After the recent study which “confirmed” the existence of bi-sexual men, it’s no surprise that bisexuality is a hot topic. this weekend explained why though the study may help to legitimize the the bi-sexual man in the eyes of the public, changing perceptions about bisexual men is still an uphill battle.

“Despite enormous strides made in the past decade for LGBT rights,” writes Salon’s Tracy Clark-Flory, “male bisexuality remains a challenging idea and a unique taboo, even within sexually progressive circles.”

Clark-Flory interviewed a dozen bi men about the stigmas associated with their sexual identity and the ensuing difficulty they might face. In particular, the men interviewed seem to feel that many of their struggles arise in their dating lives. Simon, a 20-something from Brooklyn claims straight women seem most affected by the stigma.

“I encounter lots of women who totally rule out relationships with men who’ve slept with men,” says Simon. “It seems like straight women attach an ‘ick’ factor to bisexual men that straight men don’t attach to bisexual women.”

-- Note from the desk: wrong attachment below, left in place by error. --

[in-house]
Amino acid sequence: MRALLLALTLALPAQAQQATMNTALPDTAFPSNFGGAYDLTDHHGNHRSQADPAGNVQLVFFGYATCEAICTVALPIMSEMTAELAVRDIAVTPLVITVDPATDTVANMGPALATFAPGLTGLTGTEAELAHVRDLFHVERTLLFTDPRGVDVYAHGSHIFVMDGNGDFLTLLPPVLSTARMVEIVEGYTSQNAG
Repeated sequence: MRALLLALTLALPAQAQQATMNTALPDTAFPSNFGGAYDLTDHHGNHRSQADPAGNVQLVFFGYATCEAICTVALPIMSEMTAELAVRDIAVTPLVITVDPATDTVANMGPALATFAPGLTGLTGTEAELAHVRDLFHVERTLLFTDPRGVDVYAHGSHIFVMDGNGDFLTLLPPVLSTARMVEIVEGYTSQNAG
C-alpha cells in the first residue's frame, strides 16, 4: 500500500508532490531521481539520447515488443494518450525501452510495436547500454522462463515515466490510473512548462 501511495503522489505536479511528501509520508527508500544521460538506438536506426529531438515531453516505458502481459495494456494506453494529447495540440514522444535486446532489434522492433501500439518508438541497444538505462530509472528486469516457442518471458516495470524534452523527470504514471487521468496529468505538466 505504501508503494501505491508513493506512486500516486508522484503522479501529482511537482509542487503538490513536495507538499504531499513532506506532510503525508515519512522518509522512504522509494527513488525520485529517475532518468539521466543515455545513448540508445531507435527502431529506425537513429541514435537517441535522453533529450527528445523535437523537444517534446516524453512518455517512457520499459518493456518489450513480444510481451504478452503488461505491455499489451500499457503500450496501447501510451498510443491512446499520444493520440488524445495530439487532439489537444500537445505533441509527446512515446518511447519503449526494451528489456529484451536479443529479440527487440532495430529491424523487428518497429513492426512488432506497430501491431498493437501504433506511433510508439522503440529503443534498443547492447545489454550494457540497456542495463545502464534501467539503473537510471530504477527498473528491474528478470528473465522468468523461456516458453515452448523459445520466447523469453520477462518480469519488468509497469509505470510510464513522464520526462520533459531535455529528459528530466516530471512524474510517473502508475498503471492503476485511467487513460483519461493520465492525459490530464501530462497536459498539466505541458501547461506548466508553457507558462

Whether it’s based on an “ick-factor,” the idea that having sex with men makes a man less masculine, or the pervasive stereotype that bi-men are, in fact, closeted homosexuals who will spring the news on their straight female partners years down the line, on the eve of their wedding day, it does seem that many straight women are cautious about dating bi men.

I became curious about how this stigma (or at the very least perceived stigma) affects the way that men present themselves on online dating sites. On HowHookup, 18% of non-heterosexual men identified as bi as opposed to 52% of non-heterosexual women.

If you compare these percentages to the results Kinsey’s famous study of male and female sexuality, you’ll find that there may be a significant difference between who people are actually attracted to and how they identify online. According to Kinsey’s research, 11% percent of the men studied were found to be “equally homosexual and heterosexual” and only 7% of single women responded the same way.

It’s hard to say what accounts for the difference, but I have to wonder if some men who might otherwise consider themselves to be bi are choosing to present as either gay or straight online. And, if so, why? Are straight women and gay men alike less likely to include bi men in their search options? Are they less likely to respond if messaged by a bi man? In other words, how do the stigmas against bisexual men manifest themselves self in the online dating community?

Are you a bi online dater? We’d love to know more about your experience. Please share in comments or email scott at HowHookup dot com.

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